The Exorcist: The Beginning
Stellan Skarsgård, Izabella Scorupco, James D’Arcy, Remy Sweeney, Julian Wadham, Andrew French, Ralph Brown, Ben Cross, David Bradley
R (For strong violence and gore, disturbing images and rituals, and for language including some sexual dialogue)
Darkness fills a church long buried as an archaeologist whose faith has been destroyed seeks an ancient artifact from its bowels. The Exorcist: The Beginning takes the audience on a horrific journey through demonic possession and emotional tragedy as it sets up the story for the original 1973 film.
Believed to be the spot where Lucifer fell from haven, the 1500-year-old Christian church has fallen out of general knowledge, hidden underneath piles of sand. Lancaster Merrin (Stellan Skarsgrd), an archaeologist and former Catholic priest, is hired to seek out a mysterious idol hidden somewhere beneath the massive out-of-place house of worship.
The puzzle of the film is who built the church and why. We slowly discover its origins as The Beginning attempts to persuade its audience that an ancient evil has been uncovered and a little African boy has been possessed by the demon. We watch as a hyena pack rips the little boy’s brother apart completely ignoring the child.
When William Friedkin’s The Exorcist debuted 29 years ago, viewers found a movie that featured a devil-possessed little girl named Regan. Her foul mouth and pea-soup expulsions caused people great discomfort as few had seen something so graphic and so terrifying.
There are scenes of immense gore and blood that make the film feel more like a reject 80s horror film than a prequel to one of cinema’s classic horror films. The Exorcist: The Beginning holds no candle to the William Friedkin classic. Much of this is due to the pathetic direction of Cutthroat Island helmer Renny Harlin. His skill has never been proven and here, with effects that make the original look state-of-the-art, we see a film that is trapped in empty suspense and faulty terror.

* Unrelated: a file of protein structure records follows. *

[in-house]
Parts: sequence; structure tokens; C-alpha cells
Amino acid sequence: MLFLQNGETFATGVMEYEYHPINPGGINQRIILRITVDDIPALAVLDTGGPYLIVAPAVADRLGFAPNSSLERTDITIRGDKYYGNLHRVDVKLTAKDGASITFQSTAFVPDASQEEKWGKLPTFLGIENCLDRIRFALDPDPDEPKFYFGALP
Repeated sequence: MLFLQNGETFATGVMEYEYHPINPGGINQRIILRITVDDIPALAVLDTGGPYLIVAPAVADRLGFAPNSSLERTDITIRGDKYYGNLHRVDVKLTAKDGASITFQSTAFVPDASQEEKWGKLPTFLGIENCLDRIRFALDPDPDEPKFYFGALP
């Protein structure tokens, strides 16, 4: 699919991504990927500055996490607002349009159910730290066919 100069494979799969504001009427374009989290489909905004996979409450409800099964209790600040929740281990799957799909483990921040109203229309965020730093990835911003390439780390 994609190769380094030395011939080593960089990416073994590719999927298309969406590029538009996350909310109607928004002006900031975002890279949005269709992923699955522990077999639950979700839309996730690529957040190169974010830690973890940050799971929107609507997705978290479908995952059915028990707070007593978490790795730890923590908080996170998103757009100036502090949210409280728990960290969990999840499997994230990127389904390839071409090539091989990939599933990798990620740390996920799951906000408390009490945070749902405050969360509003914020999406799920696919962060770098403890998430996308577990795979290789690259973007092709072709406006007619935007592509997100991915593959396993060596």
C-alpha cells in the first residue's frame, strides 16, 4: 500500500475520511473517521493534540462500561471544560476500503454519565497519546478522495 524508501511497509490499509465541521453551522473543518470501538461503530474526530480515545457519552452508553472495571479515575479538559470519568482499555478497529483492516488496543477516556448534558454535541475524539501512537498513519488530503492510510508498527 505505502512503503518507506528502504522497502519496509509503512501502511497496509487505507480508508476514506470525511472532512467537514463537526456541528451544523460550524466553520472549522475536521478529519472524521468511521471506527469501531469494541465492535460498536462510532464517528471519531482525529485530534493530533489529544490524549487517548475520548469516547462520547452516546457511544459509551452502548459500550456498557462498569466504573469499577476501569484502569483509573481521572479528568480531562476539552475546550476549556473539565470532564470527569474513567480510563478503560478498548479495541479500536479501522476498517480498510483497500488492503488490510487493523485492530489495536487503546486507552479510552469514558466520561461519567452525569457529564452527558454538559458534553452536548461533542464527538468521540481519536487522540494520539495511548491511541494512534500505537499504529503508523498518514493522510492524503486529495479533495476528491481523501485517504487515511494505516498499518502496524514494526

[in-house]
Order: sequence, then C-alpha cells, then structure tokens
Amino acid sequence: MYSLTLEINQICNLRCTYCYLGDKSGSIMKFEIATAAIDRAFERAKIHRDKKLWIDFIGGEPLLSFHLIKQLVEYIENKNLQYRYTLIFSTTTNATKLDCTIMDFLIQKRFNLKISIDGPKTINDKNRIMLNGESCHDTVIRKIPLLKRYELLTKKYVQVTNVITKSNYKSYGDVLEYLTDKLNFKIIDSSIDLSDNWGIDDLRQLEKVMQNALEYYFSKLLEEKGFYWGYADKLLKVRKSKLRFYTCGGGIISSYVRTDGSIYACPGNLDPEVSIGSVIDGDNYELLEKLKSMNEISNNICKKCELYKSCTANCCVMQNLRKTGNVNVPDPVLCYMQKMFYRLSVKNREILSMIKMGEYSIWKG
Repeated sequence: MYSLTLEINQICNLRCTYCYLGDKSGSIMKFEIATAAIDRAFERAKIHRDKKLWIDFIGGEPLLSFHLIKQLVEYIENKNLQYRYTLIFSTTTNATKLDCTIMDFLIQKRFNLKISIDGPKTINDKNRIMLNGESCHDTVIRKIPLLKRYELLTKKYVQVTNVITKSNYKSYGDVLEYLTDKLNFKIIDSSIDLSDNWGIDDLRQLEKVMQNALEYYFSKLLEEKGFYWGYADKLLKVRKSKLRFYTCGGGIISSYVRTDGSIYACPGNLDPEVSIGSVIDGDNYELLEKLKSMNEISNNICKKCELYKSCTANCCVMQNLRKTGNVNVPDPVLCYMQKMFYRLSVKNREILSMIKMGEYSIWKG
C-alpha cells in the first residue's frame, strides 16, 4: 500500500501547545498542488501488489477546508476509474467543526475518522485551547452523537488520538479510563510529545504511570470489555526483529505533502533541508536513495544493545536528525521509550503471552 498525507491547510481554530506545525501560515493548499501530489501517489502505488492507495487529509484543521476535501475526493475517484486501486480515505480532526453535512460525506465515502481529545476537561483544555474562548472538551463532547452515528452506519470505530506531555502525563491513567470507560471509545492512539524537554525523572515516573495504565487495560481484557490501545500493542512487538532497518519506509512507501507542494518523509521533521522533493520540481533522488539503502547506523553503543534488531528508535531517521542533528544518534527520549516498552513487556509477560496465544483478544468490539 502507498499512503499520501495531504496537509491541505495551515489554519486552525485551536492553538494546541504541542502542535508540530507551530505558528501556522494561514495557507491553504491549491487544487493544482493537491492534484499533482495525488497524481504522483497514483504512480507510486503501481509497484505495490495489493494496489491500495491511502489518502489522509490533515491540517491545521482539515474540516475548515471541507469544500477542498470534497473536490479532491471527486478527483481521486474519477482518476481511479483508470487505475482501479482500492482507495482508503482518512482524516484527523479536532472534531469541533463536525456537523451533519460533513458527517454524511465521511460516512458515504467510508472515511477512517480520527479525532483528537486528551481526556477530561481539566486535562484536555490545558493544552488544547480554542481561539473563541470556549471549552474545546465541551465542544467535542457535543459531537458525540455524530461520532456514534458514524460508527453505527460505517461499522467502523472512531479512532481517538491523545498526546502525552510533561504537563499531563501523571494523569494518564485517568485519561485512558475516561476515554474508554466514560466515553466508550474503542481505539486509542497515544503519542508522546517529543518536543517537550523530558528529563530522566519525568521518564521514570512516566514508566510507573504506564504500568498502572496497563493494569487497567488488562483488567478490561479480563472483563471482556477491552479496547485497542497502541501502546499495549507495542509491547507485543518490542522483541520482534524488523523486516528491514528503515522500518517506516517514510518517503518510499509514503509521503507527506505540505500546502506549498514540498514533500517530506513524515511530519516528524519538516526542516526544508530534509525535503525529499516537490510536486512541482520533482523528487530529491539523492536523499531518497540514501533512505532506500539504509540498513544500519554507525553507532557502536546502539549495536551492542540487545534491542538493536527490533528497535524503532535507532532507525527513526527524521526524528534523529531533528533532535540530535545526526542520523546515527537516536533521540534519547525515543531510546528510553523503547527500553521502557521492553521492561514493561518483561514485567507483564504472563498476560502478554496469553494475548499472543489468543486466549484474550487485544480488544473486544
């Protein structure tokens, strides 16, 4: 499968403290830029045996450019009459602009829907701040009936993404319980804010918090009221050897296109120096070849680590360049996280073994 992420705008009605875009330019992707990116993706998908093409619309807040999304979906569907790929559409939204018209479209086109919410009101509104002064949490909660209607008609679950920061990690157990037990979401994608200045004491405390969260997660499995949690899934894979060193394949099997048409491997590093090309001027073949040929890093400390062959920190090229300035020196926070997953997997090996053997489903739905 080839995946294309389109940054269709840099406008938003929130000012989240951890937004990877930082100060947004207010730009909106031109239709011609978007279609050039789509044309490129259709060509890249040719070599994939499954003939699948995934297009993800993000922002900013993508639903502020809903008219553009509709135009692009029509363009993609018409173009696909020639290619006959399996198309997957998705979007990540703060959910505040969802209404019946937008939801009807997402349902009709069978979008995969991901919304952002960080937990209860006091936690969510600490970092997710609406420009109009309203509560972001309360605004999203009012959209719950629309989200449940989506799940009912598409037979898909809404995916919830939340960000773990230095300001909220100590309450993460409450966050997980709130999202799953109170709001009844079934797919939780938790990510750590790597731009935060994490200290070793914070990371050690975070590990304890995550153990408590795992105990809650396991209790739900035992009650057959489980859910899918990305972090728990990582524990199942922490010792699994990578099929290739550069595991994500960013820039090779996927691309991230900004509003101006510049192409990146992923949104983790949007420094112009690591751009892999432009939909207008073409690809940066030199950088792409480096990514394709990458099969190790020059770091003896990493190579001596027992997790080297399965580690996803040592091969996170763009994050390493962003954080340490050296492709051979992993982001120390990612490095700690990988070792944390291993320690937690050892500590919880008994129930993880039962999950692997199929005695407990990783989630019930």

Alexi Hawley’s screenplay isn’t short of blame. Horror clichs abound as the electricity mysteriously goes out in one scene, a bed scoots out suddenly from the wall in another and varied other weak and uninspired attempted spooks. The premise has a certain resonance, but even the Holocaust scenes feel unnecessary.
The performances are way below the level of the original. The Exorcist had the supremely talented Ellen Burstyn, Max von Sydow, Jason Miller and Linda Blair. The Beginning has Skarsgrd, Izabella Scorupco (who plays Merrin’s potential love interest), James D’Arcy (the young priest) and Remy Sweeney (the little boy Joseph). Apples to apples, Skarsgrd is the only performer who holds a candle to the original. Not only does he bear a striking resemblance to Sydow, he also gives the film his every effort, despite its dreadful execution.
Scorupco is decent up until the end where even the most recalcitrant filmgoer can’t be persuaded she’s real. Sweeney does as well as he can, but his talent isn’t as apparent as Blair’s was. D’Arcy gives no more credibility to his character than Scorupco does to hers. He is weak, timid and perhaps a little under used.
Audiences will jump at times as the score does emote a sense of dread. However, even the music fails to live up to expectations as only once do we hear parts of the familiar refrain of The Exorcist.
The only truly scary thing about the picture is that I wasted money to watch it.
August 26, 2004